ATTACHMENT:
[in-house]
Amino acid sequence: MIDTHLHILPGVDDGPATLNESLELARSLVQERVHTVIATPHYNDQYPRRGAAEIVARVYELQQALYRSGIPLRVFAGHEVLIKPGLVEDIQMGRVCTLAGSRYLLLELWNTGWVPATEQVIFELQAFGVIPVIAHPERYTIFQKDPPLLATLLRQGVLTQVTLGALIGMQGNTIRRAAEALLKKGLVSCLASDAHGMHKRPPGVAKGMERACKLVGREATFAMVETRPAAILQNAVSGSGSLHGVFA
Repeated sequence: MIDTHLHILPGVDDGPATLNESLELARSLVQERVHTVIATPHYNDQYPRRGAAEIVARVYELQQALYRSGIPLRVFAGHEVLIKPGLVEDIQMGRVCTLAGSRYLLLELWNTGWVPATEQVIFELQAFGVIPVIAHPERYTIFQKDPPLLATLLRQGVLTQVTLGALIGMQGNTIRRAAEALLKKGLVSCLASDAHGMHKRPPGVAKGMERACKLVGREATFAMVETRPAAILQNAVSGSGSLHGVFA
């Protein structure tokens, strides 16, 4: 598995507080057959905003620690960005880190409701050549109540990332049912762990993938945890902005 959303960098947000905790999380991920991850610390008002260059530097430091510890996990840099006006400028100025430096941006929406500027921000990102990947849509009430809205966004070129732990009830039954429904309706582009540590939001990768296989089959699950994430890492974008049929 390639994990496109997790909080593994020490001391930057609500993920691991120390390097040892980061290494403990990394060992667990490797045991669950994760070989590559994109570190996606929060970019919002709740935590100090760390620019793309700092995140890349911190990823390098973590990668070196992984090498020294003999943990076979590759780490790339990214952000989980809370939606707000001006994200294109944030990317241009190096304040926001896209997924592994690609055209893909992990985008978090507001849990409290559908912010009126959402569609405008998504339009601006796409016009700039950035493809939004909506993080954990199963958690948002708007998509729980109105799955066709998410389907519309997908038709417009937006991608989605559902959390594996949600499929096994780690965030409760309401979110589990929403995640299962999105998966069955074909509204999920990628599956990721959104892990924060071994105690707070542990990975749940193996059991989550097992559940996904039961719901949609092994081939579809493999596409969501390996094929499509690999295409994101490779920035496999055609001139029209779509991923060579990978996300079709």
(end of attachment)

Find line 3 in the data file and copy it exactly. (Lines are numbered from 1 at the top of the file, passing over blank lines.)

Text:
Repeated sequence: MIDTHLHILPGVDDGPATLNESLELARSLVQERVHTVIATPHYNDQYPRRGAAEIVARVYELQQALYRSGIPLRVFAGHEVLIKPGLVEDIQMGRVCTLAGSRYLLLELWNTGWVPATEQVIFELQAFGVIPVIAHPERYTIFQKDPPLLATLLRQGVLTQVTLGALIGMQGNTIRRAAEALLKKGLVSCLASDAHGMHKRPPGVAKGMERACKLVGREATFAMVETRPAAILQNAVSGSGSLHGVFA